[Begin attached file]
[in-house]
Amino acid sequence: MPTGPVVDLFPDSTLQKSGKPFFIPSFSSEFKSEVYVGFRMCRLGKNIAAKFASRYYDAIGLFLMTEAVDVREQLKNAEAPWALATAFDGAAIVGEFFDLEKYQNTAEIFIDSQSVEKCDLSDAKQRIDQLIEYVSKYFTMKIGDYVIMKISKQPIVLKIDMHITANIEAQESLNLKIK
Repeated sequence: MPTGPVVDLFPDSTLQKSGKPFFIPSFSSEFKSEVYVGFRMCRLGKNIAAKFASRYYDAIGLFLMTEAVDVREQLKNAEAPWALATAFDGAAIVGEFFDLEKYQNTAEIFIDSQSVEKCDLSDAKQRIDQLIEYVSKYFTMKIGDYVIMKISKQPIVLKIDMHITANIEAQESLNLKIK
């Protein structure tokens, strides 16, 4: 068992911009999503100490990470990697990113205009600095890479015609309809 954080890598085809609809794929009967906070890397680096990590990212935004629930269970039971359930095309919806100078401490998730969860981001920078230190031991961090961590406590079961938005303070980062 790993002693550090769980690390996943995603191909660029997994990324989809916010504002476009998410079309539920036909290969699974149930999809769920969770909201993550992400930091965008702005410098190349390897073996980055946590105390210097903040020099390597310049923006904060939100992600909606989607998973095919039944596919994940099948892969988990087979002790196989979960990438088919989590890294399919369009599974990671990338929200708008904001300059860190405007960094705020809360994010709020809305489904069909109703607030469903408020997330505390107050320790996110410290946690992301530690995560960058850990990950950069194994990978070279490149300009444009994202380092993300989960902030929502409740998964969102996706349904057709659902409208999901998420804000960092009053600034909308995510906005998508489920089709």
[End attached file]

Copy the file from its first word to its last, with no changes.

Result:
[in-house]
Amino acid sequence: MPTGPVVDLFPDSTLQKSGKPFFIPSFSSEFKSEVYVGFRMCRLGKNIAAKFASRYYDAIGLFLMTEAVDVREQLKNAEAPWALATAFDGAAIVGEFFDLEKYQNTAEIFIDSQSVEKCDLSDAKQRIDQLIEYVSKYFTMKIGDYVIMKISKQPIVLKIDMHITANIEAQESLNLKIK
Repeated sequence: MPTGPVVDLFPDSTLQKSGKPFFIPSFSSEFKSEVYVGFRMCRLGKNIAAKFASRYYDAIGLFLMTEAVDVREQLKNAEAPWALATAFDGAAIVGEFFDLEKYQNTAEIFIDSQSVEKCDLSDAKQRIDQLIEYVSKYFTMKIGDYVIMKISKQPIVLKIDMHITANIEAQESLNLKIK
């Protein structure tokens, strides 16, 4: 068992911009999503100490990470990697990113205009600095890479015609309809 954080890598085809609809794929009967906070890397680096990590990212935004629930269970039971359930095309919806100078401490998730969860981001920078230190031991961090961590406590079961938005303070980062 790993002693550090769980690390996943995603191909660029997994990324989809916010504002476009998410079309539920036909290969699974149930999809769920969770909201993550992400930091965008702005410098190349390897073996980055946590105390210097903040020099390597310049923006904060939100992600909606989607998973095919039944596919994940099948892969988990087979002790196989979960990438088919989590890294399919369009599974990671990338929200708008904001300059860190405007960094705020809360994010709020809305489904069909109703607030469903408020997330505390107050320790996110410290946690992301530690995560960058850990990950950069194994990978070279490149300009444009994202380092993300989960902030929502409740998964969102996706349904057709659902409208999901998420804000960092009053600034909308995510906005998508489920089709």